Basically, the guys got a competitive timebomb ticking up his butt, and he's gonna shit it out on someone, or explode (because he certainly isn't up to transforming-- though a transmigration is possible), Lincoln too was 57, and they may be the bookends of the neptunian play.
The Republican Party having their Varuna conjunct Bush's South node, which Pluto is going to transit, certainly means they are fair game for the Dems progressed Sun to eliminate (or vis versa).
Yes, a moderate party is a strong possibility. I had thought for some time that the Uranus transit across the USA's moon protended such a thing. Uranus at 25 Aquarius right now, the USA Moon at 27'12, that could spark some sort of "independence" movement in the US Senate (where I think it may have to begin).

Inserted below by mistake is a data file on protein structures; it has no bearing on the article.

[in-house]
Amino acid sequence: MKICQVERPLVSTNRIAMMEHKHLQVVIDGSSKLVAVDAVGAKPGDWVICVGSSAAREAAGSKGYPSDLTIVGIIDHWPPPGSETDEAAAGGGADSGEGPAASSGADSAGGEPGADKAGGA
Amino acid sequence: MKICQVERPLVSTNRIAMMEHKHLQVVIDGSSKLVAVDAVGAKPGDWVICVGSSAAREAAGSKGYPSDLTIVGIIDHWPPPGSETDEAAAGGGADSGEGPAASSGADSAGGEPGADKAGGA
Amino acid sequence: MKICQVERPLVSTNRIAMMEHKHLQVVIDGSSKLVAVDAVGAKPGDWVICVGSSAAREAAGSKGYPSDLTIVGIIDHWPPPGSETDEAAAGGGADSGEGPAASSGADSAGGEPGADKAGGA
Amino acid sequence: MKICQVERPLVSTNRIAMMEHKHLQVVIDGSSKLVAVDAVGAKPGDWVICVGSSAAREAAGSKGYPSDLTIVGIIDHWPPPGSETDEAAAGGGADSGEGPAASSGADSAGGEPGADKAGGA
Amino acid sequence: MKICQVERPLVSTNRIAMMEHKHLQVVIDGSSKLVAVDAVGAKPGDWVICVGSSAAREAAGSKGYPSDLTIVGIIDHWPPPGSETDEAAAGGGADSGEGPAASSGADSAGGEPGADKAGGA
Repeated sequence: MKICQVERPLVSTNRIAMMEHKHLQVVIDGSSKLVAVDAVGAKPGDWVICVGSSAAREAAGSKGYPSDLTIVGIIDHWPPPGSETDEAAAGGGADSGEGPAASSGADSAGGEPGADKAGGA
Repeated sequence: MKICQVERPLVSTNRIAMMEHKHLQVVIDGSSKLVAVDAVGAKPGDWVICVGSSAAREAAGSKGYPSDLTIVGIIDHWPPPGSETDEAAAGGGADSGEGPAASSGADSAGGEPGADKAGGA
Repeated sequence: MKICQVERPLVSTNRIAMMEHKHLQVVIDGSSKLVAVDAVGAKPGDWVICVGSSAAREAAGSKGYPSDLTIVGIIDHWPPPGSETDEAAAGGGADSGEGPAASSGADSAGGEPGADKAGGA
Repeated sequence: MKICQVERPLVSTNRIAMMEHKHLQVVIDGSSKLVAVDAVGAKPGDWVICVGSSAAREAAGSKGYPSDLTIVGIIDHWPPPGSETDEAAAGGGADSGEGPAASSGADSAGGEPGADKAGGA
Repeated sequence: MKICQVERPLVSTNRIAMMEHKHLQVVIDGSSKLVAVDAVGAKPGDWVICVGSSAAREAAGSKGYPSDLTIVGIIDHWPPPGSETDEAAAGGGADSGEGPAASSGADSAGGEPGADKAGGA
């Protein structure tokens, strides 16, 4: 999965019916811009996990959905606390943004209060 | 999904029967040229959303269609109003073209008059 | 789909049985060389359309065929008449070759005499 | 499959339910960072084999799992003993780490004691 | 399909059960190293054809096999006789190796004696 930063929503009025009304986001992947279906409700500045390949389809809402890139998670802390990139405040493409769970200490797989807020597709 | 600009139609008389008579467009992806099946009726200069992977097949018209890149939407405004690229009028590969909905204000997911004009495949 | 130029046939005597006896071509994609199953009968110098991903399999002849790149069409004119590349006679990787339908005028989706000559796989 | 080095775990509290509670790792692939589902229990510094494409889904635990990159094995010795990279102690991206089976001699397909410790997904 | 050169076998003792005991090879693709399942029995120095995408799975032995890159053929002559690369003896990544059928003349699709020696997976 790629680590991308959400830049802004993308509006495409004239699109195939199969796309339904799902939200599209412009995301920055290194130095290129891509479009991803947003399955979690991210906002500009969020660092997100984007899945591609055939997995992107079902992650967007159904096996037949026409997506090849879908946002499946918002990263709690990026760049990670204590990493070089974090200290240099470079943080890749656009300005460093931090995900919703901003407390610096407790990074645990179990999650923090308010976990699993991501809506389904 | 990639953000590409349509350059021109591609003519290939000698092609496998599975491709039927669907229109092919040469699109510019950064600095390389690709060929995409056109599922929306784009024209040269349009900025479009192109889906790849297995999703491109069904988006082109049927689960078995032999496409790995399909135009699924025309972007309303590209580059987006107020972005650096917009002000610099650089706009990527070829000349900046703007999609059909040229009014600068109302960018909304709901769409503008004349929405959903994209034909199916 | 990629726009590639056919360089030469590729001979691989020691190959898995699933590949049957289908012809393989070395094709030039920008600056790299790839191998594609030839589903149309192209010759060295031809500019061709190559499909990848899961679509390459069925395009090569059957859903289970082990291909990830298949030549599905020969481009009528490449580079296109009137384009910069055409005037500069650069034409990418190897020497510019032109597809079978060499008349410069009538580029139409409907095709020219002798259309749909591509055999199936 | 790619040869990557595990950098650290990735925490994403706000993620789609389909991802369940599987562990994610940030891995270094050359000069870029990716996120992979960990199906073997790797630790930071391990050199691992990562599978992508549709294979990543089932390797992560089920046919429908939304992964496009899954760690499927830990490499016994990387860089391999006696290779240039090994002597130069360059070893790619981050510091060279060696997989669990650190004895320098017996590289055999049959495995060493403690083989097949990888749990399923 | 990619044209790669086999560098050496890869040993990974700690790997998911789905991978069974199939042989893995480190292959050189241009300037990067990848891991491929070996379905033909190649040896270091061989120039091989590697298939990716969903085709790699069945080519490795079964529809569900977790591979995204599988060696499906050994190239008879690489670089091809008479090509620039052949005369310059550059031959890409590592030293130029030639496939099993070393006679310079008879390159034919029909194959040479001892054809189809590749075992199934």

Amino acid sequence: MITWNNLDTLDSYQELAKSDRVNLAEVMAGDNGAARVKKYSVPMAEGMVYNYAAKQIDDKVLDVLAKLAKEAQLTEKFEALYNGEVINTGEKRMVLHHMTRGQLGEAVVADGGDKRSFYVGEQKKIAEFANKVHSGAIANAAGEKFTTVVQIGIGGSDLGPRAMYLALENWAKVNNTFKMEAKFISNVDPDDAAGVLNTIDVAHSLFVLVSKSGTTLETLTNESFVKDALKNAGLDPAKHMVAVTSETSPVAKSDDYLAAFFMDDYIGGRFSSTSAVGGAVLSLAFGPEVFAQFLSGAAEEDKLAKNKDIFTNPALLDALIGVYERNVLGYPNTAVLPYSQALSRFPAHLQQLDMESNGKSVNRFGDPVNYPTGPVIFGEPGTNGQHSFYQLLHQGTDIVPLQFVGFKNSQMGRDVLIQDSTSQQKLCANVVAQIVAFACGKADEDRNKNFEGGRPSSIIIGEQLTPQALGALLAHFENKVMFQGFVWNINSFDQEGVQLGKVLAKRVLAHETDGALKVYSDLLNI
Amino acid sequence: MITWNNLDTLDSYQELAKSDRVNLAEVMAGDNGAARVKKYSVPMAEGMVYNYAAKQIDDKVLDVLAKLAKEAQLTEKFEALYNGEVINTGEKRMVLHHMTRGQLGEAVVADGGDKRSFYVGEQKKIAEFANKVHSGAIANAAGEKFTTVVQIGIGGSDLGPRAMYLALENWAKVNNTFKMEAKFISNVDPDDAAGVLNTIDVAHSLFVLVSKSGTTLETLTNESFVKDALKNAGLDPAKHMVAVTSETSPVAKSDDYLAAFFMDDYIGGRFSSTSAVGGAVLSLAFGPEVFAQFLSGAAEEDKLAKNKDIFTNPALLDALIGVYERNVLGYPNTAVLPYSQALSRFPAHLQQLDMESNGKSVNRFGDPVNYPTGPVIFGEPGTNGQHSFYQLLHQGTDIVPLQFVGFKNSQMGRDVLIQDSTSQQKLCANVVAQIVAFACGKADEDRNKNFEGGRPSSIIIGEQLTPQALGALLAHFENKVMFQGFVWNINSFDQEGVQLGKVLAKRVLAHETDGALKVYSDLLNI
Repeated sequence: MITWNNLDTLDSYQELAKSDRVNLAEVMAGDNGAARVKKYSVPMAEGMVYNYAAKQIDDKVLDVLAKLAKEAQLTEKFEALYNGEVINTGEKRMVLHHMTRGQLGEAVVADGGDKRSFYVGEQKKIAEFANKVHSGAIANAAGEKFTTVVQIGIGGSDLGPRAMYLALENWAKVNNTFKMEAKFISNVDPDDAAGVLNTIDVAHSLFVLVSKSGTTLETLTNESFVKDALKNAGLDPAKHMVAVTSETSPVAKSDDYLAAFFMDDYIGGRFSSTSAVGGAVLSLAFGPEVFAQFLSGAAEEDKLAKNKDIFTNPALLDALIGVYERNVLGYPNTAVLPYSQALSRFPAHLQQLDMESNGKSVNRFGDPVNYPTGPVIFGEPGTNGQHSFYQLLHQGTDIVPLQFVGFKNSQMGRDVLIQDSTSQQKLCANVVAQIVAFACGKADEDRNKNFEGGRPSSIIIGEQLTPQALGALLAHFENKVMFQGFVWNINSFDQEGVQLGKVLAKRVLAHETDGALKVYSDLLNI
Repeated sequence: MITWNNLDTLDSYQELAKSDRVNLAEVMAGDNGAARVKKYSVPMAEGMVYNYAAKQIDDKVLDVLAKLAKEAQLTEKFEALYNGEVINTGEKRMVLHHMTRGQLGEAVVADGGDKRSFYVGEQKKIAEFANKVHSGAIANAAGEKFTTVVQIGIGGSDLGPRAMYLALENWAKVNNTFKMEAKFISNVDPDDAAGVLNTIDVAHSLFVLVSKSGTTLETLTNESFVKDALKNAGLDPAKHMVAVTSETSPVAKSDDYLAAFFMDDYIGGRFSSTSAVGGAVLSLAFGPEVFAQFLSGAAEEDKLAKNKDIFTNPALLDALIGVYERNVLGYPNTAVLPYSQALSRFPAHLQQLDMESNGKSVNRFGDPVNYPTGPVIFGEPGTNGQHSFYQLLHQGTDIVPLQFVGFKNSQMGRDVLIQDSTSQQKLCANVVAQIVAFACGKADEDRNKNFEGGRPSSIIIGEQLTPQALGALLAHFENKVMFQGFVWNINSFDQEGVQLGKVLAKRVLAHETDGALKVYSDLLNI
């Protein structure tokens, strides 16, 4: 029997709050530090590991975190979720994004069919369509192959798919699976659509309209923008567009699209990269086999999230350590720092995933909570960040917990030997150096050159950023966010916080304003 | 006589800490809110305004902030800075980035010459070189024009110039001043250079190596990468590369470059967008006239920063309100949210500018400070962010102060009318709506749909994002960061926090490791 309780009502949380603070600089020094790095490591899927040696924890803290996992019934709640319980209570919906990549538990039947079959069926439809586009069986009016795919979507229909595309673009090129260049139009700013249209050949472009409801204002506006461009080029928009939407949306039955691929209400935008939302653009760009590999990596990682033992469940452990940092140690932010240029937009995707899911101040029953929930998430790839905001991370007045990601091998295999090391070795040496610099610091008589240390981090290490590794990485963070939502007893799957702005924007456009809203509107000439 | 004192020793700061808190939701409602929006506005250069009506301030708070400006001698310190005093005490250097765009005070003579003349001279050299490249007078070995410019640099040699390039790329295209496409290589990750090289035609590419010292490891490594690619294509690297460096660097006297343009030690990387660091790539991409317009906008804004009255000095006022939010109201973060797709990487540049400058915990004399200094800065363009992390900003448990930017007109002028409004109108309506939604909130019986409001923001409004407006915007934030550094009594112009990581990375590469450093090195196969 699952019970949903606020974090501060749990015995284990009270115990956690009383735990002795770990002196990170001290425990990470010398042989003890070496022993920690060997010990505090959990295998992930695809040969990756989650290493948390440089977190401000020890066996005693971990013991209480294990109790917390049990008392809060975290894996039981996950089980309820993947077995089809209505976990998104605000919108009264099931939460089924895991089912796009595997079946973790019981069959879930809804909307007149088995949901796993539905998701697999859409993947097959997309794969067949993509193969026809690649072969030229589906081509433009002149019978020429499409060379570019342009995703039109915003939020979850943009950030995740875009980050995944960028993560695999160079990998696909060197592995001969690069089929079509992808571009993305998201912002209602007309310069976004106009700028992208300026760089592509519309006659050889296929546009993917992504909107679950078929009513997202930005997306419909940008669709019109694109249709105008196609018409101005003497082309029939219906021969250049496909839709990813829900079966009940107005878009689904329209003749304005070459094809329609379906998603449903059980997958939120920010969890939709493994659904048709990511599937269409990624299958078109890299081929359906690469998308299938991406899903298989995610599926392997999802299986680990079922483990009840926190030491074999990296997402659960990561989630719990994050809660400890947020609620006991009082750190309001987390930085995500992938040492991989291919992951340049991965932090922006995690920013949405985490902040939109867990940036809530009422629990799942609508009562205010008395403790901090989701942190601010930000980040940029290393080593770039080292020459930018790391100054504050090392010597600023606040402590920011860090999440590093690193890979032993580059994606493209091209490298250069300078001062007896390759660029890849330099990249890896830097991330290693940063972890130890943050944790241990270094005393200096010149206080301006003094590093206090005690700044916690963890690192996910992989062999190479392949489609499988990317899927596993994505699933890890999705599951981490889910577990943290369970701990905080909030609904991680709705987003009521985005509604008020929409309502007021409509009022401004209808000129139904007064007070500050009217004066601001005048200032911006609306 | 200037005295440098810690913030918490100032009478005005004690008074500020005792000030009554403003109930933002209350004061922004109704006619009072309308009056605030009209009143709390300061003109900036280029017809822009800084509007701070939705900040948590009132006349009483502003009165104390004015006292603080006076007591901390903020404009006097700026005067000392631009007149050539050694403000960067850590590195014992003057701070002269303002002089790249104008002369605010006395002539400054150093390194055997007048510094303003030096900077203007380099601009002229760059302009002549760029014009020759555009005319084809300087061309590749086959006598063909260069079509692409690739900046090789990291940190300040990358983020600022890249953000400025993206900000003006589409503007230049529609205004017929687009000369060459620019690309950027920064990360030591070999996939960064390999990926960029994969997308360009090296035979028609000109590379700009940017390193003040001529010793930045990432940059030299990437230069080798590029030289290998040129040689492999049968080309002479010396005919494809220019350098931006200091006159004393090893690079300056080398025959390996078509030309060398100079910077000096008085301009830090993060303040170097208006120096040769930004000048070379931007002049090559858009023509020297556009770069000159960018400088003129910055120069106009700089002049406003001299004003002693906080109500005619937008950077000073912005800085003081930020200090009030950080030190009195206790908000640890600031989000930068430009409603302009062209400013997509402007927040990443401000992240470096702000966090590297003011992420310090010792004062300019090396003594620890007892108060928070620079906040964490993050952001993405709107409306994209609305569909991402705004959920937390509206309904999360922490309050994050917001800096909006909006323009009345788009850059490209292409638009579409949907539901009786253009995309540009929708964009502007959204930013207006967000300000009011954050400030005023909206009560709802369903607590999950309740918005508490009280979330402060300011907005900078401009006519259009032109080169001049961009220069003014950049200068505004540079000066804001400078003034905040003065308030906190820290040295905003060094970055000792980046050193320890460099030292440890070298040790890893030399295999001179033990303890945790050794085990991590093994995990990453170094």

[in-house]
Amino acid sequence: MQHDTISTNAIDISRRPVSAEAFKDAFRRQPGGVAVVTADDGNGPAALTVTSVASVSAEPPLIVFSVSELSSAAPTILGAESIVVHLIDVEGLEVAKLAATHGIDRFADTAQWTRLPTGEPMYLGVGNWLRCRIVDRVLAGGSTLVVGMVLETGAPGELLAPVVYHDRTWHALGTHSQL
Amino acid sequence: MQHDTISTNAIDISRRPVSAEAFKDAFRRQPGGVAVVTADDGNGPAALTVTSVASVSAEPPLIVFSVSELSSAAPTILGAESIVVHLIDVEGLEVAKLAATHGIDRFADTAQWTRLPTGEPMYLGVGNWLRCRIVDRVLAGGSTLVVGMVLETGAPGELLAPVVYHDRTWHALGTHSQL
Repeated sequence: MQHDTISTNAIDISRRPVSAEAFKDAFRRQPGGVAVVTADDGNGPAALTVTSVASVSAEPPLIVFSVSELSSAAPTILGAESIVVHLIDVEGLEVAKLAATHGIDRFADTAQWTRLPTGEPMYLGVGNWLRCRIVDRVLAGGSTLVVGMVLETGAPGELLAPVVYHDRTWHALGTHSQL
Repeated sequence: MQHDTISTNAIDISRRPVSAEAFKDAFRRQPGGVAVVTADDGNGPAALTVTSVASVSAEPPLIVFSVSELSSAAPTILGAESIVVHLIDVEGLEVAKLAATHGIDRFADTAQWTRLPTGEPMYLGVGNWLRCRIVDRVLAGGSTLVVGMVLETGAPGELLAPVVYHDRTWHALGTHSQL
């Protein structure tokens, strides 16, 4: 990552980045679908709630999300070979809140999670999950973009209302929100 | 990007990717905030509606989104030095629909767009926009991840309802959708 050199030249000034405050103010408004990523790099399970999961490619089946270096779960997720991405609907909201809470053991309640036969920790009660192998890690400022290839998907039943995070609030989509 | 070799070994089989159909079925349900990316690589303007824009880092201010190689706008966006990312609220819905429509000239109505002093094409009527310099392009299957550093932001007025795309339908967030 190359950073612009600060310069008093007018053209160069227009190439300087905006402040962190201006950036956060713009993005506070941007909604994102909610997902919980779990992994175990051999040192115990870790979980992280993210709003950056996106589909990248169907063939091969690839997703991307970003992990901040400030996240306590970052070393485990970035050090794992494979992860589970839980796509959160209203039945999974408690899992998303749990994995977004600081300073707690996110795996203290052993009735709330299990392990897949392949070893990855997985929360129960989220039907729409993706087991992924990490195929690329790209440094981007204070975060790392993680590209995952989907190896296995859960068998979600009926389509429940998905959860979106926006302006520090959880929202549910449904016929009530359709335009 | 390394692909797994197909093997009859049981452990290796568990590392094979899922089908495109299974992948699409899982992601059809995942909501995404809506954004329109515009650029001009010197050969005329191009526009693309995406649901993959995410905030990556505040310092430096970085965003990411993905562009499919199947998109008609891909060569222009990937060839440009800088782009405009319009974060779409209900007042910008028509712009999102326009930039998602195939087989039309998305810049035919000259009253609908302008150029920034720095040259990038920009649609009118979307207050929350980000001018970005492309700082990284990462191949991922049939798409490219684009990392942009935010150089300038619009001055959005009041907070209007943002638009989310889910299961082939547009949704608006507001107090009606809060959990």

The strong undercurrent to remember here, is that Bush and the Republicans have the US under a Neptunian spell, and that will break at some point-- and the indications are that it's before the 2004 elections.
Posted by: jerome on December 11, 2002 09:34 PM
Both, and we'll have to see which comes out ahead.
On the mutual reception of Neptune and Uranus, I've been thinking alot lately of the conjunction of these two in Capricorn that happened about a decade ago, and we need to begin there to understand what's unfolding from that cyclycal impetus. And if you'll recall, Saturn conjuncted those two planets as well there-- the mundane trifecta of this era.
I want to look in-depth at this transit of Saturn, which is in perhelion as it blasts through the USA's bucket, as it first opposses that Capricorn conjunction point, then Neptune, and then finally Uranus by 2008. We can see form being given to the impetus, but also the old ways try and hold back change.